Pain Home > What Is Diclofenac/Misoprostol Used For?
If you have osteoarthritis or rheumatoid arthritis, your healthcare provider may recommend diclofenac/misoprostol. Specific uses of this drug include treating the symptoms of these types of arthritis, while also preventing stomach and intestinal ulcers in those who may have an increased risk for developing them. It may also be used off-label to treat symptoms of conditions other than rheumatoid arthritis or osteoarthritis.
An Overview of Uses for Diclofenac/MisoprostolDiclofenac/misoprostol (Arthrotec®) is a prescription medication approved to treat the symptoms of osteoarthritis and rheumatoid arthritis in people who have a high risk for stomach or intestinal ulcers from using nonsteroidal anti-inflammatory drugs (NSAIDs). It contains two different medications:
The diclofenac component is an NSAID. It can help relieve symptoms of arthritis, such as pain and swelling. The medication will not cure arthritis, however, nor will it slow down the progression of the disease.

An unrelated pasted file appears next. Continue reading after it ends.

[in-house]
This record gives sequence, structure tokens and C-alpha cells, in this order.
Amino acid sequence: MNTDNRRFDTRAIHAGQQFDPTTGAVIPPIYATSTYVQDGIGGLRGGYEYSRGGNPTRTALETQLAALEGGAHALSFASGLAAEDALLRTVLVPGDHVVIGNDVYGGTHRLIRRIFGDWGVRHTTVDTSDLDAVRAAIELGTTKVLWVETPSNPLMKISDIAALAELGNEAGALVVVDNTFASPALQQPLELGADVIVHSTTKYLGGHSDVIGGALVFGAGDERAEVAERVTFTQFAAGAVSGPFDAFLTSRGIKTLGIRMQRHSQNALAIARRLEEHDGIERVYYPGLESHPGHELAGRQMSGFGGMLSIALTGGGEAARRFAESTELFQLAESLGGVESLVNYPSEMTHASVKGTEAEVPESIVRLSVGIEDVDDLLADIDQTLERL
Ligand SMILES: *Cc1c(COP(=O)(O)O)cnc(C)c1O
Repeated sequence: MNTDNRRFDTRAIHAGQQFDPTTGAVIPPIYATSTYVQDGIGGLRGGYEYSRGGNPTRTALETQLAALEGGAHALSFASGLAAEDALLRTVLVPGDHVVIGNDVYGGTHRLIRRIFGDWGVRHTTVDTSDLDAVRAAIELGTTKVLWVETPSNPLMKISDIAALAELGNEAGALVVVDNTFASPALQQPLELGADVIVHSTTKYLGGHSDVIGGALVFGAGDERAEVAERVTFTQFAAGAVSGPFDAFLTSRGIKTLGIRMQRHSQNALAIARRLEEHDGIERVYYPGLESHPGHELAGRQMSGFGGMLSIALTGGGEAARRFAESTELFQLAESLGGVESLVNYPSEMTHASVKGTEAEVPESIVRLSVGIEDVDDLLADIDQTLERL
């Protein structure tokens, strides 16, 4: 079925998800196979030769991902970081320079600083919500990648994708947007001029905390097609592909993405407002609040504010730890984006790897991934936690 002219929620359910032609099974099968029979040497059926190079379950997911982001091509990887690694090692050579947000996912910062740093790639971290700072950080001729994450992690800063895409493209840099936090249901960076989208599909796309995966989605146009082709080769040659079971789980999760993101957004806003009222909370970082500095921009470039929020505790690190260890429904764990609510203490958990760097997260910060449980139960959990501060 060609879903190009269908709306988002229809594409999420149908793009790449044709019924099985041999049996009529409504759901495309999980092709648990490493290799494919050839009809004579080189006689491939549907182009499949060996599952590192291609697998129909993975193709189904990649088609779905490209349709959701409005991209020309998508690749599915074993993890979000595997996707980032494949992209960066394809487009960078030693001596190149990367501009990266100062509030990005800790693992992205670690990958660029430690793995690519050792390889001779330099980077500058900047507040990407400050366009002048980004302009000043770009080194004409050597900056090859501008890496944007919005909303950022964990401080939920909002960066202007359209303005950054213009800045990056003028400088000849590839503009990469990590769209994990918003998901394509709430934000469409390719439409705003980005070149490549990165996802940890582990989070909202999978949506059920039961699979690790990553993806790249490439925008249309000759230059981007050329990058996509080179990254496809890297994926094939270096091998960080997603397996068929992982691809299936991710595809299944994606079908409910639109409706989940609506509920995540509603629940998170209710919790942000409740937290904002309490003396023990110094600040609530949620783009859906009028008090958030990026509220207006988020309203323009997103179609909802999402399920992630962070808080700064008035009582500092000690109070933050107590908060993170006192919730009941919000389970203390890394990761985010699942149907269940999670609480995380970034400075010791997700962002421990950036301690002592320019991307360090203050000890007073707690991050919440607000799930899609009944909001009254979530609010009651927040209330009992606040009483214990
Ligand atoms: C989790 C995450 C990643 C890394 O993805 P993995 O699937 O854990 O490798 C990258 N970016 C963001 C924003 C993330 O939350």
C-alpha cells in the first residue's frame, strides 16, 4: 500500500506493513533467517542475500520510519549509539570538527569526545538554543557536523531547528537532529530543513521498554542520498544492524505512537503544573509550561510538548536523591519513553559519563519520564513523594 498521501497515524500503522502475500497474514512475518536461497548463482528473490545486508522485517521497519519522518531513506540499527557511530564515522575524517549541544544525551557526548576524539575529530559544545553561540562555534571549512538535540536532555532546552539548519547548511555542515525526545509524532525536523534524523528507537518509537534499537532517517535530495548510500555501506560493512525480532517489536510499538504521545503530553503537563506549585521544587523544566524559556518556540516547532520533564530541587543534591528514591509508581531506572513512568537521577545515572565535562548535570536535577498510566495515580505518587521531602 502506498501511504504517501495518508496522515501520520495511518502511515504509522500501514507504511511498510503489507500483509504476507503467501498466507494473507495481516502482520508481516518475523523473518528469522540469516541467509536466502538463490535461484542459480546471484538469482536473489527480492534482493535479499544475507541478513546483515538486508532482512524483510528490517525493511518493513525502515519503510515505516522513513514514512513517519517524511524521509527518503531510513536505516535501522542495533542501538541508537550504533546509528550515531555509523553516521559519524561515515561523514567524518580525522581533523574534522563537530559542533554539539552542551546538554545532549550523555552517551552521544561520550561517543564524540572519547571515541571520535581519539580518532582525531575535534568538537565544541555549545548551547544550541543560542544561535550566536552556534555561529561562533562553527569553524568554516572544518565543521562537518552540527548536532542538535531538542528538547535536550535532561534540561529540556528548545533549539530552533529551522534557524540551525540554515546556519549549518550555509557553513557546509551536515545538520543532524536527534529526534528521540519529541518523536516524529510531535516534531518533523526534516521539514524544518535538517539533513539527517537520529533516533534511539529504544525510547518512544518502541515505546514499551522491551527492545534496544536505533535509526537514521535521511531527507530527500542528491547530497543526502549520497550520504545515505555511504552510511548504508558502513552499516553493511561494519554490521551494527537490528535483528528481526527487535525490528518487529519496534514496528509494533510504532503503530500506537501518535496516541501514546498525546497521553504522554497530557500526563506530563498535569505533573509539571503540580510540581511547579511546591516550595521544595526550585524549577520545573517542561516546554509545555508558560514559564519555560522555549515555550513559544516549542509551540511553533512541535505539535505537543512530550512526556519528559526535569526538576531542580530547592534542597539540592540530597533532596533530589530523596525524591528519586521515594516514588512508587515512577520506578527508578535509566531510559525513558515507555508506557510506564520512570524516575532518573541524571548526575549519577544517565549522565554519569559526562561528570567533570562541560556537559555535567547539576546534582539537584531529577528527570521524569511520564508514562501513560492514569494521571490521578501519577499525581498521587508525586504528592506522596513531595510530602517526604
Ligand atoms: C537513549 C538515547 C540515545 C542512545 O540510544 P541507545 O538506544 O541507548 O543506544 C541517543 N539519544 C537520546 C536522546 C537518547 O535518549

Like other NSAIDs, diclofenac can increase the risk for peptic ulcers (stomach or intestinal ulcers). Peptic ulcers occur when acid in the digestive tract eats away at the lining of the small intestine or stomach, causing a sore or lesion. The regular use of NSAIDs, including diclofenac, can irritate and weaken the lining of the small intestine or stomach, allowing acid to reach the wall of the stomach or intestines.
If an ulcer occurs in the upper part of the intestines, it is called a duodenal ulcer. Ulcers that occur in the stomach are called gastric ulcers. Gastric and duodenal ulcers can lead to serious complications, including internal bleeding.
Misoprostol, the other component, is a prostaglandin. It helps reduce the risk of getting an ulcer from NSAID use. Because diclofenac/misoprostol contains this particular ingredient, it may be a good choice for people who have a higher-than-normal risk for gastric and duodenal ulcers and complications from them. This includes people who:
- Have had a peptic ulcer, or stomach or intestinal bleeding in the past
- Will be using NSAIDs for an extended period of time
- Use alcohol
- Are older in age
- Have poor general health
- Use other medicines that increase the risk for ulcers or bleeding.